Practical issues for visiting the iSimangaliso Wetlands Park
The road network in the Eastern Shores, Western Shores and uMkhuze areas is suitable for self- driving with an ordinary rental car. Entrance fees vary by sub-park within the iSimangaliso Wetlands Park.
There is ample accommodation both inside and just outside the iSimangaliso Wetlands Park. Want to stay outside the park? Then keep the opening hours in mind, namely from 5 a.m. to 7 p.m. in the summer months and from 6 a.m. to 6 p.m. in winter. Outside opening hours, you will have to get out of the park in that case.
Where there is water, there are (usually) mosquitoes. This is certainly true of the wet areas in the iSimangaliso Wetlands Park. Here – unlike most other regions in South Africa – malaria occurs. You can find more information on the gov.uk Travel Vaccinations site or from your doctor.
Kgalagadi Transfrontier Park
For a completely different but equally special safari, the Kgalagadi Transfrontier Park lies in the north-west of South Africa. It is a beautiful park known for its grasslands and the characteristic, red sand dunes of the Kalahari Desert. The park is twice the size of Kruger National Park but relatively unknown. Unjustly so if you ask us, because the chances of encountering lots of wildlife here are very high.
The Kgalagadi Transfrontier Park is Africa’s first nature park located in more than one country, namely South Africa and Botswana. In this large nature reserve, water flows mainly underground. This makes vegetation in the dry area, albeit to a limited extent, still possible. And precisely thanks to the sparse vegetation, you get to see a lot of wildlife. Think wildebeest, springbok, hartebeest, ground squirrels, anteaters and meerkats. But also cheetahs, leopards, brown and spotted hyenas and Kalahari lions with black manes. You find them mostly in the dry riverbeds where wells have been dug.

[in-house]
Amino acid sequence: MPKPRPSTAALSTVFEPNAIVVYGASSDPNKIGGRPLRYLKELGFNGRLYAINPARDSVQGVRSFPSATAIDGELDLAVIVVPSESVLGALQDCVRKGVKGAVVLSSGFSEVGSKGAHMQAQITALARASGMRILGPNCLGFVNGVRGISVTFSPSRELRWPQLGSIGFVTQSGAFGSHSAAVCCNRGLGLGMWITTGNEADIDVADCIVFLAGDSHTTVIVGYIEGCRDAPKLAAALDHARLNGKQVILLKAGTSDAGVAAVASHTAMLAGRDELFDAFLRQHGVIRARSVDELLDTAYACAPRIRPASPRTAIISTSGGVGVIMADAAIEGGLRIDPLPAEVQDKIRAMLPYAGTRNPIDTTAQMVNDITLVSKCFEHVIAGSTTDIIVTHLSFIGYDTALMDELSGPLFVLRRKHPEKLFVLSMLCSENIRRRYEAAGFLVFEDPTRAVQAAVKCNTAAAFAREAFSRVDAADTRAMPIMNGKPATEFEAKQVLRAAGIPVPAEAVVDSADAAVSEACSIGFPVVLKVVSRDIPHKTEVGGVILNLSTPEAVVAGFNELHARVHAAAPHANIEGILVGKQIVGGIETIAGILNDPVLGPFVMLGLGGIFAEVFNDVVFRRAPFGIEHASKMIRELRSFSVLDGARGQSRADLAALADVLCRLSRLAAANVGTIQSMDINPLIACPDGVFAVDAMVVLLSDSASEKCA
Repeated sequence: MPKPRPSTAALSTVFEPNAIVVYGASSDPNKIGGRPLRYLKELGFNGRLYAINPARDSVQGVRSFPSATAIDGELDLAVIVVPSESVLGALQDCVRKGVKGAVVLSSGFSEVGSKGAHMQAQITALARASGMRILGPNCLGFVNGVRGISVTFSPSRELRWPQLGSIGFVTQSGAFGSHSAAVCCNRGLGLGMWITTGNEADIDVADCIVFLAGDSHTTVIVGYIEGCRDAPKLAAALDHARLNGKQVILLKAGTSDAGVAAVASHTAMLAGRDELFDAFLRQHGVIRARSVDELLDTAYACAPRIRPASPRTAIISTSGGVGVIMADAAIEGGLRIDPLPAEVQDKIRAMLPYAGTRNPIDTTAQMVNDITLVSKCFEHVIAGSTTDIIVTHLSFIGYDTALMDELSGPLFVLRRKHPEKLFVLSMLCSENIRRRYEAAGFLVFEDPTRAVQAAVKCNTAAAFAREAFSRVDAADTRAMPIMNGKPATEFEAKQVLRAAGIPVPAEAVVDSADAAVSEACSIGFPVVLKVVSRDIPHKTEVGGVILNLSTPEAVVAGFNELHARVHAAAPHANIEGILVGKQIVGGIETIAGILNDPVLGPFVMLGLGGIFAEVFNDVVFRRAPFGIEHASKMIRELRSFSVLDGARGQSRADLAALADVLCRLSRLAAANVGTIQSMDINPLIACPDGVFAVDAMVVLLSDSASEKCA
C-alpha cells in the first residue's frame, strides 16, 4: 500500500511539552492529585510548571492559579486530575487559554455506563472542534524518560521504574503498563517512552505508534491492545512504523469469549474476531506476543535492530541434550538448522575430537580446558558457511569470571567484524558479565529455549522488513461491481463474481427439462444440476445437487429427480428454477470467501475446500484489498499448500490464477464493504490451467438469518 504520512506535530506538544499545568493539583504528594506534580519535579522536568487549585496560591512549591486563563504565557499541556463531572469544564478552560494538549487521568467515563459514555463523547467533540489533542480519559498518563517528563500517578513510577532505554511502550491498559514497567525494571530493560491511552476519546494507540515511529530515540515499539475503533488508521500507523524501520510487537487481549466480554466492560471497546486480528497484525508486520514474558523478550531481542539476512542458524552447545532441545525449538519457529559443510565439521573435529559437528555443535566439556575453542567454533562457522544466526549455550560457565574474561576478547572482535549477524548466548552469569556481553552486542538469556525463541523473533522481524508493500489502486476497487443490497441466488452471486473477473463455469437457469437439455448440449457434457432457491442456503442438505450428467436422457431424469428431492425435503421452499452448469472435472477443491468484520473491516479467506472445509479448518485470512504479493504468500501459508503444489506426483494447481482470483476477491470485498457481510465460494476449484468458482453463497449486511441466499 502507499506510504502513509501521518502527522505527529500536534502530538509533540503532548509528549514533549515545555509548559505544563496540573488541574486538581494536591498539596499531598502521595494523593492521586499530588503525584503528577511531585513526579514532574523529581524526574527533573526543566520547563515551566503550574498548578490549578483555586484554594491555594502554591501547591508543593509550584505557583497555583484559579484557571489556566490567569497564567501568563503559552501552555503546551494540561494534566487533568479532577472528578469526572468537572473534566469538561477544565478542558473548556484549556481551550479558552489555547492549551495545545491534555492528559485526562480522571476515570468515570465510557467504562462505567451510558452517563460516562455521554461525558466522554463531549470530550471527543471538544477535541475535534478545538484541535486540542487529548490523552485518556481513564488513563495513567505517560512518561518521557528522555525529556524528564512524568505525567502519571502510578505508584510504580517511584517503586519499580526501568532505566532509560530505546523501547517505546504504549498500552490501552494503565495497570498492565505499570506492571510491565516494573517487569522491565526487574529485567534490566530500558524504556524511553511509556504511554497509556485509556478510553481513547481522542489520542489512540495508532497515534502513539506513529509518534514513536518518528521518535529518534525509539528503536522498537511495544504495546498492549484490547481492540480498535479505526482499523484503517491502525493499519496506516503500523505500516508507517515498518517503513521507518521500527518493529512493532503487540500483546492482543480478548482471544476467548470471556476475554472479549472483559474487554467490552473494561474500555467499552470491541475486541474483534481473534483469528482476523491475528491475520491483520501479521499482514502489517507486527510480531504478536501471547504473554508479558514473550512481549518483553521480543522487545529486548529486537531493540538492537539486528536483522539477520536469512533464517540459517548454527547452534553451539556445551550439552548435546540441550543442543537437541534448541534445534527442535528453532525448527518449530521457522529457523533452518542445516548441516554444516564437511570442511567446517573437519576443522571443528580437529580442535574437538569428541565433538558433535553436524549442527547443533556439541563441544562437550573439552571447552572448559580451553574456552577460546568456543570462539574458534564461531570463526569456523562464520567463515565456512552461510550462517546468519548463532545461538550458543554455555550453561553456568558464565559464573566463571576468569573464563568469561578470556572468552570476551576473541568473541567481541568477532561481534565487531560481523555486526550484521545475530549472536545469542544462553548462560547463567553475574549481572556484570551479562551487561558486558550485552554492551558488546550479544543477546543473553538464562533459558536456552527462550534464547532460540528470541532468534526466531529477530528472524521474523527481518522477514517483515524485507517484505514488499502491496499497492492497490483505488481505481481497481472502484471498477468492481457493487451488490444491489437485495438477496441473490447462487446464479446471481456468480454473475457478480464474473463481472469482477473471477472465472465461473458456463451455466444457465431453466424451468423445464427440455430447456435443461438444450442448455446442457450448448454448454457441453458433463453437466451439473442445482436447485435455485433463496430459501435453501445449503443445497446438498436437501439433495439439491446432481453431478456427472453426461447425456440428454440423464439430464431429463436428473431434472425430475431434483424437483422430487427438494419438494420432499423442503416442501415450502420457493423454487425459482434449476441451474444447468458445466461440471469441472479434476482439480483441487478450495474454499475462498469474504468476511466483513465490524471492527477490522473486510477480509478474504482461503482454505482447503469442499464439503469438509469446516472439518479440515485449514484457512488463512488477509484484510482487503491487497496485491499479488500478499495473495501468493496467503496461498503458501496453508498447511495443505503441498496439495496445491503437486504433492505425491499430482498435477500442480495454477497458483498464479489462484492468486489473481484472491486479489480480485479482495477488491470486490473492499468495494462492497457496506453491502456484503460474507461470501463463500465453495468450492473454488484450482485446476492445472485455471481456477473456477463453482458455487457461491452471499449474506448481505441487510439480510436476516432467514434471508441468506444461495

What’s more, the Kgalagadi Transfrontier Park is the place to be for avid birdwatchers: the park is home to around 280 species. Only 92 species are native, the rest are migratory birds that make the Kgalagadi a temporary habitat.
Practical issues for visiting the Kgalagadi Transfrontier Park
In Kgalagadi, the roads are less suitable for regular rental cars than in many other nature parks. For a self-drive you will therefore need a 4×4. If you don’t have one, take advantage of the many (organised) game drives you can make. These can be booked at the main entrance ‘Twee Rivieren‘, where you also find most facilities (such as restaurants). If you do have a 4×4, be aware that the park is very vast. You need to be at your accommodation in the park before sunset, or have left the park.
There is one lodge in the park and several other encampments (chalets and tents). These are located near waterholes for front-row views of wildlife. If during your safari you leave the park via a different entrance from the one you entered, you must stay in the park for a minimum of two nights.
Kruger National Park, most famous park for a safari in South Africa
Kruger National Park is South Africa’s most famous wildlife park and also one of the most famous in the world. This huge park of almost 15,000 square miles is home to all of southern Africa’s iconic mammal species. Like the famous Big Five but also giraffes, zebras, cheetahs, impalas, wildebeests and even white rhinos. In total, some 140 mammal species and more than 500 bird species live in Kruger and its environs.